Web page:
The Microsoft code name "M" Modeling Language Specification - Text Pattern Expressions

November 2009

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[This documentation targets the Microsoft SQL Server Modeling CTP (November 2009) and is subject to change in future releases. Blank topics are included as placeholders.]

1: Introduction to "M"
2: Lexical Structure
3: Text Pattern Expressions
4: Productions
5: Rules
6: Languages
7: Types
8: Computed and Stored Values
9: Expressions
10: Module
11: Attributes
12: Catalog
13: Standard Library
14: Glossary

3 Text Pattern Expressions

Text pattern expressions perform operations on the sets of possible text values that one or more terms recognize.

3.1 Primary Expressions

A primary expression can be:

  • A text literal
  • A reference to a syntax or token rule
  • An expression indicating a repeated sequence of primary expressions of a specified length
  • An expression indicating any of a continuous range of characters
  • An inline sequence of pattern declarations

The following grammar reflects this structure.

syntax SyntaxPrimaries

    = TextLiteral

    | ReferencePrimary

    | RepetitionPrimary

    | InlineRulePrimary

    | CharacterClassPrimary

    | AnyPrimary;

3.1.1 Character Class

A character class is a compact syntax for a range of continuous characters. This expression requires that the text literals be of length 1 and that the Unicode offset of the right operand be greater than that of the left.

syntax CharacterClassPrimary

    = TextLiteral ".." TextLiteral

The expression "0".."9" is equivalent to:

"0" | "1" | "2" | "3" | "4" | "5" | "6" | "7" | "8" | "9"

3.1.2 References

A grammar reference is the name of another rule possibly with arguments for parameterized rules. All rules defined within the same language can be accessed without qualification. The protocol to access rules defined in a different language within the same module are defined in §6.2. The protocol to access rules defined in a different module are defined in §10.3.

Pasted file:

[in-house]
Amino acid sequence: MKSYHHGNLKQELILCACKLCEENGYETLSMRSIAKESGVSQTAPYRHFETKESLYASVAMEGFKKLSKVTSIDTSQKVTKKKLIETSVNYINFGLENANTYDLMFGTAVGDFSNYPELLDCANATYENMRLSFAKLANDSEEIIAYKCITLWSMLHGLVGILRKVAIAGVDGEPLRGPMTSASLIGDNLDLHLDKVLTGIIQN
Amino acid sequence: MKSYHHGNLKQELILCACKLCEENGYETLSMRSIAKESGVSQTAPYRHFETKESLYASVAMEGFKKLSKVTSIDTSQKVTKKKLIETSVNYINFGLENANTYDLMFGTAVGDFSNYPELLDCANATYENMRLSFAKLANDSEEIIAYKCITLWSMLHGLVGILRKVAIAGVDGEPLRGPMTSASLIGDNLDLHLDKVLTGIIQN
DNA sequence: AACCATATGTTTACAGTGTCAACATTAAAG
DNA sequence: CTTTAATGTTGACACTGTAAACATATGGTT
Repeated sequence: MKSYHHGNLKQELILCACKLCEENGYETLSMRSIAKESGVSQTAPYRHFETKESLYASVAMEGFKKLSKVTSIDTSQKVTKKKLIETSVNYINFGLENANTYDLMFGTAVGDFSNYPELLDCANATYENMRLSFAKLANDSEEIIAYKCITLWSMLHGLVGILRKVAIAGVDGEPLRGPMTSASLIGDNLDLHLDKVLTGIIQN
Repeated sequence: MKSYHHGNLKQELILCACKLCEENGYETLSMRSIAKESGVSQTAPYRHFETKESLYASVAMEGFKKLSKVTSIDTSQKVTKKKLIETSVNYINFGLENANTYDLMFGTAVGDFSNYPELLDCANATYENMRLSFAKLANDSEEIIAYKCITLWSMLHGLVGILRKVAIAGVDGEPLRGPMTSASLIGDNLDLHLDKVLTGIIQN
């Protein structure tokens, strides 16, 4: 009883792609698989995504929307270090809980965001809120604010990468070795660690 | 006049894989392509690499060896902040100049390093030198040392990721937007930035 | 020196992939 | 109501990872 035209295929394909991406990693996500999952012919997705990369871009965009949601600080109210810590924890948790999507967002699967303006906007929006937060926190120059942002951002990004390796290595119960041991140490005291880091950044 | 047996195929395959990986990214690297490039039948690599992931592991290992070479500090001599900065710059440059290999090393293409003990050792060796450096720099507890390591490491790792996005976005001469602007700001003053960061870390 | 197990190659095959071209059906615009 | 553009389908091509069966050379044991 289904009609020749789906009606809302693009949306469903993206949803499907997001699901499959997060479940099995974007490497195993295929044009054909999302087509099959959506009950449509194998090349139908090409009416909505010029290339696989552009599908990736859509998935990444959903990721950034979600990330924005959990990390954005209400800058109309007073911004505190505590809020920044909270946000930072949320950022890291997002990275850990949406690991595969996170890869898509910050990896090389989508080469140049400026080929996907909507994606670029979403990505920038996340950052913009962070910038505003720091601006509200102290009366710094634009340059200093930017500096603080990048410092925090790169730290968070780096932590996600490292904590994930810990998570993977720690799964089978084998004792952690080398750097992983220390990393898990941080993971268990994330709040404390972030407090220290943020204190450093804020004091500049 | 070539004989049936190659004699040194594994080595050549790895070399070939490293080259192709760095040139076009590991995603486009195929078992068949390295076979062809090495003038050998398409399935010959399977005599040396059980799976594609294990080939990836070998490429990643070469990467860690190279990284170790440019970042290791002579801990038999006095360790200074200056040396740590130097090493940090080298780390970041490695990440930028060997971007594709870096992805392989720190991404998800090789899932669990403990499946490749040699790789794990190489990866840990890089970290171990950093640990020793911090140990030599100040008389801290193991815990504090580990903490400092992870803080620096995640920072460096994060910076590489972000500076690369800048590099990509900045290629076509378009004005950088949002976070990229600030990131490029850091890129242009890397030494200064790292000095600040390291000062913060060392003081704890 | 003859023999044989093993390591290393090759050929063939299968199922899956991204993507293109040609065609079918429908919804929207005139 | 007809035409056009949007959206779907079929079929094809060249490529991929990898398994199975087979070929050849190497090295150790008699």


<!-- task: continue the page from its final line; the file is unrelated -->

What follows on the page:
syntax GrammarReference

    = Identifier

    | GrammarReference "." Identifier

    | GrammarReference "."  Identifier "(" TypeArguments ")"

    | Identifier  "(" TypeArguments ")";

syntax TypeArguments

    = PrimaryExpression

    | TypeArguments "," PrimaryExpression;

Note that whitespace between a rule name and its arguments list is significant to discriminate between a reference to a parameterized rule and a reference without parameters and an inline rule. In a reference to a parameterized rule, no whitespace is permitted between the identifier and the arguments.

3.1.3 Repetition operators

The repetition operators recognize a primary expression repeated a specified number of times. The number of repetitions can be stated as a (possibly open) integer range or using one of the Kleene operators, ?, +, *.

syntax RepetitionPrimary

    = Primary Range

    | Primary CollectionRanges;

syntax Range

    = "?"

    | "*"

    | "+";

syntax CollectionRanges

    = "#" IntegerLiteral

    | "#" IntegerLiteral ".." IntegerLiteral?;

The left operand of .. must be greater than zero and less than the right operand of .., if present.

"A"#5  recognizes exactly 5 "A"s  "AAAAA"

"A"#2..4      recognizes from 2 to 4 "A"s"AA", "AAA", "AAAA"

"A"#3..       recognizes 3 or more "A"s  "AAA", "AAAA", "AAAAA", . . .

The Kleene operators can be defined in terms of the collection range operator:

"A"? is equivalent to "A"#0..1

"A"+ is equivalent to "A"1..

"A"* is equivalent to "A"#0..

3.1.4 Inline Rules

An inline rule is a means to group pattern declarations together as a term. 

syntax InlineRulePrimary

    = "(" ProductionDeclarations ")";

An inline rule is typically used in conjunction with a range operator:

"A" ("," "A")* recognizes 1 or more "A"s separated by commas.

Although syntactically legal, variable bindings within inline rules are not accessible within the constructor of the containing production. Inline rules are described further in §5.4.

3.1.5 Any

The any term is a wildcard that matches any text value of length 1.

syntax AnyPrimary

    = "any";

"1", "z", and "*" all match any.

3.2 Term Operators

A primary term expression can be thought of as the set of possible text values that it recognizes. The term operators perform the standard set difference, intersection, and negation operations on these sets. (Pattern declarations perform the union operation with |.)

syntax TextPatternExpression

    = Difference;

syntax Difference

    = Intersect

    | Difference "-" Intersect;

syntax Intersect

    = Inverse

    | Intersect  "&"  Inverse;

syntax Inverse

    = Primary

    | "!"  Primary;

Inverse requires every value in the set of possible text values to be of length 1.

("11" | "12") – ("12" | "13") // recognizes "11"

("11" | "12") & ("12" | "13") // recognizes "12"

!("11" | "12") // is an error

!("1" | "2")   // recognizes any text value of length 1 other than "1" or "2"